New Research Confirms Key Role of Invadopodia in Metastasis and Identifies Them As Potential Targets in Anti-Metastasis Therapy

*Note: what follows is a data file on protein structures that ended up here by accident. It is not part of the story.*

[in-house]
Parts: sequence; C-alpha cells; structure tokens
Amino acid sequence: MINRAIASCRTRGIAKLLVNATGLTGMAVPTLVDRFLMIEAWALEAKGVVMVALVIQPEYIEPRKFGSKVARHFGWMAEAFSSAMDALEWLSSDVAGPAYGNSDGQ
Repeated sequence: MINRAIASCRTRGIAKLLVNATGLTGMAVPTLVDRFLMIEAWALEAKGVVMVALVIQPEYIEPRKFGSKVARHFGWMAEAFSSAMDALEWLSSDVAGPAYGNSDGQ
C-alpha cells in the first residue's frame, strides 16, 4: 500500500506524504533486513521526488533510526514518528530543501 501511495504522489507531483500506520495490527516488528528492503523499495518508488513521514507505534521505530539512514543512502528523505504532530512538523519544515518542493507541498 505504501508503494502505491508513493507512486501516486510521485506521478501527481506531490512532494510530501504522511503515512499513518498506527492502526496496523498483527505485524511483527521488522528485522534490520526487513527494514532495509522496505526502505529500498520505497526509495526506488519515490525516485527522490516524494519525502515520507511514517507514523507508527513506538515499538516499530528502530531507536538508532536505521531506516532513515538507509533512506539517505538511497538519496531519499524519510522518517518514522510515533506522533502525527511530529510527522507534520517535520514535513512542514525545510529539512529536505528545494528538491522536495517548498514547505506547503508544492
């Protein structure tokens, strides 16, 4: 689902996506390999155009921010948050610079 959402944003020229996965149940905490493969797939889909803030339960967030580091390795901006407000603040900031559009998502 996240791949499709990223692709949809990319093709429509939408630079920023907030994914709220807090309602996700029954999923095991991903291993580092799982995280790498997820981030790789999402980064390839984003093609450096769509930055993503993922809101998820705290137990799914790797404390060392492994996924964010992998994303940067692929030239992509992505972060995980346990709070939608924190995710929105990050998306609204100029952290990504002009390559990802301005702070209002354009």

A new study from the research group of Dr. John Lewis at the University of Alberta (Edmonton, AB) and the Lawson Health Research Institute (London, ON), both in Canada, has confirmed that "invadopodia" (image) play a key role in the spread of cancer. The study, published online on August 28, 2014 in Cell Reports, shows that preventing these tentacle-like structures from forming can stop the spread of cancer entirely. Approximately two in five Canadians will develop cancer in their lifetime, and one in four of them will die of the disease. In 2014, it's estimated that nine Canadians will die of cancer every hour. Thanks to advances in medical research and care, cancer can often be treated with high success if detected early. However, after it spreads, cancer becomes much more difficult to treat. To spread, or "metastasize," cancer cells must enter the blood stream or lymph system, travel through its channels, and then exit to another area or organ in the body. This final exit is the least understood part of the metastatic process. Previous research has shown cancer cells are capable of producing "invadopodia," a type of extension that cells use to probe and change their environment. However, the significance of invadopodia in the escape of cancer cells from the bloodstream has been unclear. In this study, the scientists injected fluorescent cancer cells into the bloodstream of test models, and then captured the fate of these cells using high-resolution time-lapse imaging. Results confirmed that the cancer cells formed invadopodia to reach out of the bloodstream and into the tissue of the surrounding organs – they essentially formed "tentacles" that enabled the tumor cell to enter the organ. However, through genetic modification or drug treatment, the scientists were able to block the factors needed for invadopodia to form.
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